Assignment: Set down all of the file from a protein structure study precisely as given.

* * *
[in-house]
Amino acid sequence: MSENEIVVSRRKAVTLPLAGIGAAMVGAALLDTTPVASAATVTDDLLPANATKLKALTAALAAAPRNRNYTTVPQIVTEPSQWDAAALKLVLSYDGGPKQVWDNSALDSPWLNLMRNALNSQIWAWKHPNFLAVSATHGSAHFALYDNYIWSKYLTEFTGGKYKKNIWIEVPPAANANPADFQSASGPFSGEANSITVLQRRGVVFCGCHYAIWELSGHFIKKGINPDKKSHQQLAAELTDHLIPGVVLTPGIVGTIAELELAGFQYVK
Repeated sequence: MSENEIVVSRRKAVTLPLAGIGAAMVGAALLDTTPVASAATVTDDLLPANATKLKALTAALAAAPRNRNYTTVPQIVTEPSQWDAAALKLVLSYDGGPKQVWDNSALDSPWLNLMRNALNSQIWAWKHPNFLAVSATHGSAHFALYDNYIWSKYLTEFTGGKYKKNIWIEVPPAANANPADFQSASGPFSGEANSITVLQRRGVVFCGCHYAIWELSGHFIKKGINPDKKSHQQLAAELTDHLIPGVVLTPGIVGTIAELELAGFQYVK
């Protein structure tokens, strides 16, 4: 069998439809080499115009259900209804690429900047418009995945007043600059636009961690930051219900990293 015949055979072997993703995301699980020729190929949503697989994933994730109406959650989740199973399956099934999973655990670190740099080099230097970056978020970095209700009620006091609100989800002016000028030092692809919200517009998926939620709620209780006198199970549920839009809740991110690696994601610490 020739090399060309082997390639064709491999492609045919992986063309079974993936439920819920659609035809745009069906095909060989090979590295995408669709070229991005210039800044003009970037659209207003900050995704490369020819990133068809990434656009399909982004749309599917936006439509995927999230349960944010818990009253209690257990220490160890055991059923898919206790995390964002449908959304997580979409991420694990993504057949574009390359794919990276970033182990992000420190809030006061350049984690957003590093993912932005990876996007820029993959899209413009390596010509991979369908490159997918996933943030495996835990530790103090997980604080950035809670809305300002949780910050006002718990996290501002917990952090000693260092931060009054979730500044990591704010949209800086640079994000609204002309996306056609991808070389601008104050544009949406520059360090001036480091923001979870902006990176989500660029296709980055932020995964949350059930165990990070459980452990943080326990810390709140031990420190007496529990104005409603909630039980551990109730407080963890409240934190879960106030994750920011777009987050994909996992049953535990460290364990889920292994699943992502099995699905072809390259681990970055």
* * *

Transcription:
[in-house]
Amino acid sequence: MSENEIVVSRRKAVTLPLAGIGAAMVGAALLDTTPVASAATVTDDLLPANATKLKALTAALAAAPRNRNYTTVPQIVTEPSQWDAAALKLVLSYDGGPKQVWDNSALDSPWLNLMRNALNSQIWAWKHPNFLAVSATHGSAHFALYDNYIWSKYLTEFTGGKYKKNIWIEVPPAANANPADFQSASGPFSGEANSITVLQRRGVVFCGCHYAIWELSGHFIKKGINPDKKSHQQLAAELTDHLIPGVVLTPGIVGTIAELELAGFQYVK
Repeated sequence: MSENEIVVSRRKAVTLPLAGIGAAMVGAALLDTTPVASAATVTDDLLPANATKLKALTAALAAAPRNRNYTTVPQIVTEPSQWDAAALKLVLSYDGGPKQVWDNSALDSPWLNLMRNALNSQIWAWKHPNFLAVSATHGSAHFALYDNYIWSKYLTEFTGGKYKKNIWIEVPPAANANPADFQSASGPFSGEANSITVLQRRGVVFCGCHYAIWELSGHFIKKGINPDKKSHQQLAAELTDHLIPGVVLTPGIVGTIAELELAGFQYVK
């Protein structure tokens, strides 16, 4: 069998439809080499115009259900209804690429900047418009995945007043600059636009961690930051219900990293 015949055979072997993703995301699980020729190929949503697989994933994730109406959650989740199973399956099934999973655990670190740099080099230097970056978020970095209700009620006091609100989800002016000028030092692809919200517009998926939620709620209780006198199970549920839009809740991110690696994601610490 020739090399060309082997390639064709491999492609045919992986063309079974993936439920819920659609035809745009069906095909060989090979590295995408669709070229991005210039800044003009970037659209207003900050995704490369020819990133068809990434656009399909982004749309599917936006439509995927999230349960944010818990009253209690257990220490160890055991059923898919206790995390964002449908959304997580979409991420694990993504057949574009390359794919990276970033182990992000420190809030006061350049984690957003590093993912932005990876996007820029993959899209413009390596010509991979369908490159997918996933943030495996835990530790103090997980604080950035809670809305300002949780910050006002718990996290501002917990952090000693260092931060009054979730500044990591704010949209800086640079994000609204002309996306056609991808070389601008104050544009949406520059360090001036480091923001979870902006990176989500660029296709980055932020995964949350059930165990990070459980452990943080326990810390709140031990420190007496529990104005409603909630039980551990109730407080963890409240934190879960106030994750920011777009987050994909996992049953535990460290364990889920292994699943992502099995699905072809390259681990970055």